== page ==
Moving On

There was a crowd gathered around the old lady. She was face-down on the pavement outside a little pub, a policeman crouched beside her. Her hair was bright white against the grimy concrete and grey afternoon.

I spend my weekends calling ambulances for people who've fallen over, so I absently assumed that someone was on their way to help her up. She'd have a cup of tea and that would be that. Just like it was at work. Hang up, next call, next old person.

We huddled close as we waited for the Glasgow bus. The ambulance arrived, there was no siren. I thought about my weekend job and how easy it was to detach, to forget you were dealing with real lives. Sometimes I would swing in my chair between calls, grumbling about my lack of weekend and trying to think of the money. A lovely old man fell over last week, he was unhurt but it would take half an hour for his son to arrive and help him up. I can wait hen, nae bother, came his watery voice from the living room floor.

As I hung up he'd started to whistle, that wobbly tuneless whistle that's unmistakeably elderly. I pictured him laying there patiently, carpet brushing his nose. I tried to comprehend being at a point in life when you had no choice but to wait. But then the next call came through and I moved on – smoke detector, 95-year-old lady, I'm just baking a potato, dear.

It was sobering now to watch things happening for real. My heart sank as we realised the ambulance guys weren't in a hurry. The crowd trickled away and they moved her tiny form onto the stretcher. When they finally got back into the vehicle, they didn't turn the lights on.

As we got on our bus, it has hard to shake the image of her on the ground, the peak hour pedestrians swirling above her. She'd looked like your regular wee lady heading down to the shops, and now she was gone.

It kind of set the mood for the evening. We were in Glasgow to see Stereolab, their second gig since Mary Hansen's death. How strange it must have felt for them. The French chick was now placed centre stage and seemed tentative and distant. The gig was fantastic, but even a Stereolab ignoramus like me could tell the energy was different. Bright breezy songs were now tinged with heaviness. No amount of drunk singing Glaswegians can quite fill the space of a person.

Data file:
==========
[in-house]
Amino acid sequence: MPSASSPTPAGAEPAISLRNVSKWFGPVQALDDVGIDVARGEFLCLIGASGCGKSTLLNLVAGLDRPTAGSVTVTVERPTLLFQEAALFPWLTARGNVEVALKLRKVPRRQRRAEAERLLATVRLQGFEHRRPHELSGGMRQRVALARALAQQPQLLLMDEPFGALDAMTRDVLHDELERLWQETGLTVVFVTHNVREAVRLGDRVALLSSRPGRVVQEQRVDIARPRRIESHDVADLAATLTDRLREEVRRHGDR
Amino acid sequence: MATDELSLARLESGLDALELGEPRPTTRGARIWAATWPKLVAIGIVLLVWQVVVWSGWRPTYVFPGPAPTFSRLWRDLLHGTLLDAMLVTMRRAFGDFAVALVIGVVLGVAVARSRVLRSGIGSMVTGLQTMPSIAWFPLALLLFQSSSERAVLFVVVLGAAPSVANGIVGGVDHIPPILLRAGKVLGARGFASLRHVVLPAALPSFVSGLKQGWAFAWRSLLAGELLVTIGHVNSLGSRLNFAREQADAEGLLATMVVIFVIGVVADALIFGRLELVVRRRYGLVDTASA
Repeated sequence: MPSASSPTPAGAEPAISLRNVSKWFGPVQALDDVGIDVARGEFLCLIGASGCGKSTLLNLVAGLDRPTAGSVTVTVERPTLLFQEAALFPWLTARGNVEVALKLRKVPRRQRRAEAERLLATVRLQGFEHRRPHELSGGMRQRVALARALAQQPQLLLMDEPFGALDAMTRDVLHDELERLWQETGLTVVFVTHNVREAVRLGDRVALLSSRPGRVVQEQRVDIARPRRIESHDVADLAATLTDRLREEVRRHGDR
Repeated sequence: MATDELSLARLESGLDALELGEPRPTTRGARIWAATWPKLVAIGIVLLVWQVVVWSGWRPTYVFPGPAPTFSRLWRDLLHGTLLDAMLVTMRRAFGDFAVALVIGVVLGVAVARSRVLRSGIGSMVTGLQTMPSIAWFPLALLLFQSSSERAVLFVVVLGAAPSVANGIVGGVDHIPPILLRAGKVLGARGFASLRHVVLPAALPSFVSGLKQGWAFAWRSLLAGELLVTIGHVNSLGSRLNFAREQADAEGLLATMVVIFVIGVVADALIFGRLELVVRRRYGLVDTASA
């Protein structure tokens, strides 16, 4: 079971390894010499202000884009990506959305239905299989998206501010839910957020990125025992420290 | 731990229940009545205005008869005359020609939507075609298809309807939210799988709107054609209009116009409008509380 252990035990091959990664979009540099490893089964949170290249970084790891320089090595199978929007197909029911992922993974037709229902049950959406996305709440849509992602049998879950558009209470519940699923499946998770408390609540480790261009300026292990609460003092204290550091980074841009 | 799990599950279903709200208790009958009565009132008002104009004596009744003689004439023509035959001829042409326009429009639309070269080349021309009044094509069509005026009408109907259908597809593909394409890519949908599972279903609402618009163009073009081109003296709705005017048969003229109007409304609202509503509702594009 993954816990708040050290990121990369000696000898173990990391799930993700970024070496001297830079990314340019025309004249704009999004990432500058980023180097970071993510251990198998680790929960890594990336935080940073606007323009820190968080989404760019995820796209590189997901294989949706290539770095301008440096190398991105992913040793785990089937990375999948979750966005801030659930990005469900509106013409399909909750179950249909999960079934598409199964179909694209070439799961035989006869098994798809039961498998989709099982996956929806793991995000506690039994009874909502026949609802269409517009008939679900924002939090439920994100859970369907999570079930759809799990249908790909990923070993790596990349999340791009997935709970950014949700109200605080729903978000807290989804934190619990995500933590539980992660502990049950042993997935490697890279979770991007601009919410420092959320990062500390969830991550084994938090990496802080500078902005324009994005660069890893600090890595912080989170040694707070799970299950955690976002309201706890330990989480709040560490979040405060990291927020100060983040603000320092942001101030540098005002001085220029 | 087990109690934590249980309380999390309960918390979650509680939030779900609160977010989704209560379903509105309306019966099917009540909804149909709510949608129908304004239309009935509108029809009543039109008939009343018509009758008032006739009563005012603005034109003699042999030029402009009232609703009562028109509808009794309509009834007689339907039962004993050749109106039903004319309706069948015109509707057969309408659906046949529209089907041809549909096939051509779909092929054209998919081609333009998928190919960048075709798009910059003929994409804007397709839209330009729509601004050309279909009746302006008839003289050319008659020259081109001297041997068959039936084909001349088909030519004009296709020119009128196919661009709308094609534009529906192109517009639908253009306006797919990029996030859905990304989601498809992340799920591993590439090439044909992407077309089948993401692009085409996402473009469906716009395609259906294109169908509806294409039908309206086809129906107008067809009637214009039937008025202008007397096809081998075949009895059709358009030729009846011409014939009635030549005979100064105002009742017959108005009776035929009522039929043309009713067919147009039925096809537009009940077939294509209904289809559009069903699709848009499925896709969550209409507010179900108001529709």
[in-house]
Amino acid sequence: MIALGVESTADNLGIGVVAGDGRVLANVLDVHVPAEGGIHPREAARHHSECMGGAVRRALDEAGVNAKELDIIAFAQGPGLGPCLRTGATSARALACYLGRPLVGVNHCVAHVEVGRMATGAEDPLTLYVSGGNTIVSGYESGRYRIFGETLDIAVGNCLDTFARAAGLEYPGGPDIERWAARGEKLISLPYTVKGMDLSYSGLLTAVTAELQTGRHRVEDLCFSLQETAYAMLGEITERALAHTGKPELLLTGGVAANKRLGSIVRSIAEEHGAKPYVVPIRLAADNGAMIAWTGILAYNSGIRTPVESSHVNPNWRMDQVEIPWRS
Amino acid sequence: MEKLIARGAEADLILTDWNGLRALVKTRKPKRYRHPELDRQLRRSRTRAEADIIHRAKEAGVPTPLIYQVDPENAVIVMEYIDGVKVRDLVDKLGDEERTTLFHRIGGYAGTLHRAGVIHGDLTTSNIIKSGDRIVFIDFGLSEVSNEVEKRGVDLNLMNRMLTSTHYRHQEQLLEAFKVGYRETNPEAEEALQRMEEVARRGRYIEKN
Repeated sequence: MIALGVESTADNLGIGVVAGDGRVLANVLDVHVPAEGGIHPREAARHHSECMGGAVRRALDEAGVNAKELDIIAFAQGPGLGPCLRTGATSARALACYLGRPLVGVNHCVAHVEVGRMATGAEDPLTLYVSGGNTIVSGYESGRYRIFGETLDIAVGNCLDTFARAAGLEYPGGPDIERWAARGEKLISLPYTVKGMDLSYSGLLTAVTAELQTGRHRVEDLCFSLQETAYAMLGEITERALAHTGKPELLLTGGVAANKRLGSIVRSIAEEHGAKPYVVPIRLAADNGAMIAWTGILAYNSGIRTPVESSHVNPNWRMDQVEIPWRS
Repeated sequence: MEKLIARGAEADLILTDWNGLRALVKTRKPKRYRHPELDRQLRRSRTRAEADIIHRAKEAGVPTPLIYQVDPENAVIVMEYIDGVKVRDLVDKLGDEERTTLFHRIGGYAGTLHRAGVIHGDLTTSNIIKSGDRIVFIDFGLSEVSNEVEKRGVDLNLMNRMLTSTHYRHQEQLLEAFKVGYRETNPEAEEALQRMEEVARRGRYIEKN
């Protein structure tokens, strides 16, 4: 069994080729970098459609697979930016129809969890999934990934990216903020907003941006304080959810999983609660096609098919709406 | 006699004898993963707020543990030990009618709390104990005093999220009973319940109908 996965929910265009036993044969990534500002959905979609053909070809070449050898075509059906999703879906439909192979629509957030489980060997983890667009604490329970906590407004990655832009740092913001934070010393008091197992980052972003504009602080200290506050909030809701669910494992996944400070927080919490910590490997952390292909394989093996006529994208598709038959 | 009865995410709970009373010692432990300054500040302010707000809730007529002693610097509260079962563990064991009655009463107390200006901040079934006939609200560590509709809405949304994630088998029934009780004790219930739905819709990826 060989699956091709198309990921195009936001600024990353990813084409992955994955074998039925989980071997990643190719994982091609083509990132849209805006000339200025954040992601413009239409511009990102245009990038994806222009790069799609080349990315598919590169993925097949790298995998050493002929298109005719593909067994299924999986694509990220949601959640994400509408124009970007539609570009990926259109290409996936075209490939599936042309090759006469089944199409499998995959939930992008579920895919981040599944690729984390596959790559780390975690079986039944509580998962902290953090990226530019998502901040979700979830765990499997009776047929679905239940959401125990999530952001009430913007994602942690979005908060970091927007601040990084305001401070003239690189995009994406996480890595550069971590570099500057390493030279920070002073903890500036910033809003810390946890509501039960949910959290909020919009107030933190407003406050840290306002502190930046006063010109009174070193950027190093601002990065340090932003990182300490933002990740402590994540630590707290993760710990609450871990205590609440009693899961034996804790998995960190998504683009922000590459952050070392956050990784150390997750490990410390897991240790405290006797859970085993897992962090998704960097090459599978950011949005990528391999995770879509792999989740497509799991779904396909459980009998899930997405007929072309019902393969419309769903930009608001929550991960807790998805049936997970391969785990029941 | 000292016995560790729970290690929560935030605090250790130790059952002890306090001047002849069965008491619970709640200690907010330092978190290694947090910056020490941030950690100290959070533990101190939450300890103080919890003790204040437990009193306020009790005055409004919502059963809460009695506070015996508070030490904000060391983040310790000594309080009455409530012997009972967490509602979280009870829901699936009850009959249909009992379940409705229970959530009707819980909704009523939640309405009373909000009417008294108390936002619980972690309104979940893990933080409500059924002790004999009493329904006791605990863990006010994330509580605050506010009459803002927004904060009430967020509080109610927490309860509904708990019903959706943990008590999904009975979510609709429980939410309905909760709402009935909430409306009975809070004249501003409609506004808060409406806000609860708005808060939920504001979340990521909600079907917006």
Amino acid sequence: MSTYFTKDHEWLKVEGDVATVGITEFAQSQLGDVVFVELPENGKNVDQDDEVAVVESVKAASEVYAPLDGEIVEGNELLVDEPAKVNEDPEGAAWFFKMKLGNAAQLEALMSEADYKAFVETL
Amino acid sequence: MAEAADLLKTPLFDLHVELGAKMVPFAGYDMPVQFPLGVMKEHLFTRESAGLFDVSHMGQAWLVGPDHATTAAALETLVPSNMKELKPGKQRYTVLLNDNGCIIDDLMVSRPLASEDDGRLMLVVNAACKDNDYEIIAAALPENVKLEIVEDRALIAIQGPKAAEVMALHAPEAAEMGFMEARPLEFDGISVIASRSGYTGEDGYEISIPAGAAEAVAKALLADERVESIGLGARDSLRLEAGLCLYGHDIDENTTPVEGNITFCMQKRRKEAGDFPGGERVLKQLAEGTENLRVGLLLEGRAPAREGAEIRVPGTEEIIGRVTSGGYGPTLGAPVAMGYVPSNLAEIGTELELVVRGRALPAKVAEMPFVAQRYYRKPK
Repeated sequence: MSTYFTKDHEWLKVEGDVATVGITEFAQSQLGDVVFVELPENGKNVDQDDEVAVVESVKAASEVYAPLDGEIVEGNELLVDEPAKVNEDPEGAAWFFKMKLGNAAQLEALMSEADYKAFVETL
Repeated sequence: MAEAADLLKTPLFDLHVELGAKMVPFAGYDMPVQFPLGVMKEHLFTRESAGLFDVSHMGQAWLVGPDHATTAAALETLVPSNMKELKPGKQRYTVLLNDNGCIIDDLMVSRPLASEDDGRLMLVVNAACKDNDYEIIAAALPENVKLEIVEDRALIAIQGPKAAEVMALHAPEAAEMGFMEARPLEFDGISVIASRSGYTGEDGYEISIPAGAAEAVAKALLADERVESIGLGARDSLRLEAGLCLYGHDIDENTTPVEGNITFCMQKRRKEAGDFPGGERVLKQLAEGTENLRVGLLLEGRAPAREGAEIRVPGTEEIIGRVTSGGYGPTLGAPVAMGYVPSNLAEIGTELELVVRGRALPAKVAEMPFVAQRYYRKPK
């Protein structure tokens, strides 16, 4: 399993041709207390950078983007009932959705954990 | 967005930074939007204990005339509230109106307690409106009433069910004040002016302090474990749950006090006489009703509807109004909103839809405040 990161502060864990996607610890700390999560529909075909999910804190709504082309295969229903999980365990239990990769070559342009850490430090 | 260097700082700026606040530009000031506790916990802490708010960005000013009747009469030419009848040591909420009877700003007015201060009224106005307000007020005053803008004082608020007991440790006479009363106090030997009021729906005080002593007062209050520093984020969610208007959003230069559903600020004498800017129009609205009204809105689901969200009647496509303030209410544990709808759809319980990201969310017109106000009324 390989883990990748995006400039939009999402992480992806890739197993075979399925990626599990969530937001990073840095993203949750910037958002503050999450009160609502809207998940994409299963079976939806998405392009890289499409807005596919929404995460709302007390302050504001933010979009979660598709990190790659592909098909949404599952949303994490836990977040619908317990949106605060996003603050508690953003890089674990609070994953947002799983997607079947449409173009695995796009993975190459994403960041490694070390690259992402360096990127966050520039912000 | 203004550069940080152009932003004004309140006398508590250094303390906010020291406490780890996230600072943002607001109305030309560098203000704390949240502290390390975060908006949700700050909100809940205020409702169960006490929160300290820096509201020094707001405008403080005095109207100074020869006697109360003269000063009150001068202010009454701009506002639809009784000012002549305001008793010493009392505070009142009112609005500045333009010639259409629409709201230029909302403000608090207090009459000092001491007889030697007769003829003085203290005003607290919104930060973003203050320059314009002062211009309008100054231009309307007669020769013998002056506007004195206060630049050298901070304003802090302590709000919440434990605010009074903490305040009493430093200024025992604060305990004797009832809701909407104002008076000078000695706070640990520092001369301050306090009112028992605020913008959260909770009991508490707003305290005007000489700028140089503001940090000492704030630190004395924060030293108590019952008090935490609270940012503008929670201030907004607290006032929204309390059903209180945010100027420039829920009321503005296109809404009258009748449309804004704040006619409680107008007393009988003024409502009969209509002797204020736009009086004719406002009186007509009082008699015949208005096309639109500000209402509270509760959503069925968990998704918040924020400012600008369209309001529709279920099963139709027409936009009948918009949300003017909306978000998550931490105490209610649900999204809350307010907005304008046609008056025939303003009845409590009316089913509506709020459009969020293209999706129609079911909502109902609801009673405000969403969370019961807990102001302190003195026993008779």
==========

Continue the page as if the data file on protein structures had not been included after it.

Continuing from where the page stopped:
When we got back to Edinburgh, our breath shot out ahead of us in the icy air. The odd person wandered past the little pub, hands stuffed deep in pockets or devouring greasy chips. There was still a puddle of blood on the ground, glistening under the streetlight. And it stayed there another two days, until the Thursday rain washed it away.


About Shauna Reid

Ahoy there! I’m Shauna, an author, copywriter and content mentor. I love telling stories about life and helping others to tell theirs.

Find out more about me and how we can work together – I’m now booking for January 2022.

12 thoughts on “Moving On

  1. How sad.

    My Gran has one of those phone alarm systems in – good to know there are nice people at the other should she need to use it..

  2. Whoa. That was beautifully written, Shauny. What a sad thing for you to witness.

    I had an old man die next to me in church one Sunday. He was sitting slumped in the pew, and just nodded off during the Nicene Creed. I nearly poked him in the arm and told him to pay attention, heaven forbid.

    A nurse in the congregation came over, felt his pulse and shook her head, and the priest sprinkled some holy water and prayed something. Apparently he was terminally ill, and it wasn’t at all unexpected. I suppose if you’re going to go, that would be as good a place as any.

  3. Yeah, there are probably worse places to go than dying in church during the Nicene Creed.

    Could have been at a Creed CONCERT, for one thing.

    (Sorry. Don’t know what came over me. I’ll go and sit in the corner)

  4. Oh man, now you’ve got sarcastic cynical me shedding a tear…

    I only just got their new album a couple of days back, and of course Mary’s “bah bah bah”‘s aren’t there, though she’s all over the album in spirit.

  5. You wrote your story on Mar 11, the same day that 200 people died in Madrid. I was there. Well, I was in Madrid, and 12 hours earlier I had been in the same train station where the most damage occured.
    It certainly makes you stop and think about the fragility of life.

  6. Shock! Horror! Someone’s kittynapped the orange icon. What string of events could have lead to this catastrophe? I demand answers!

Comments are closed.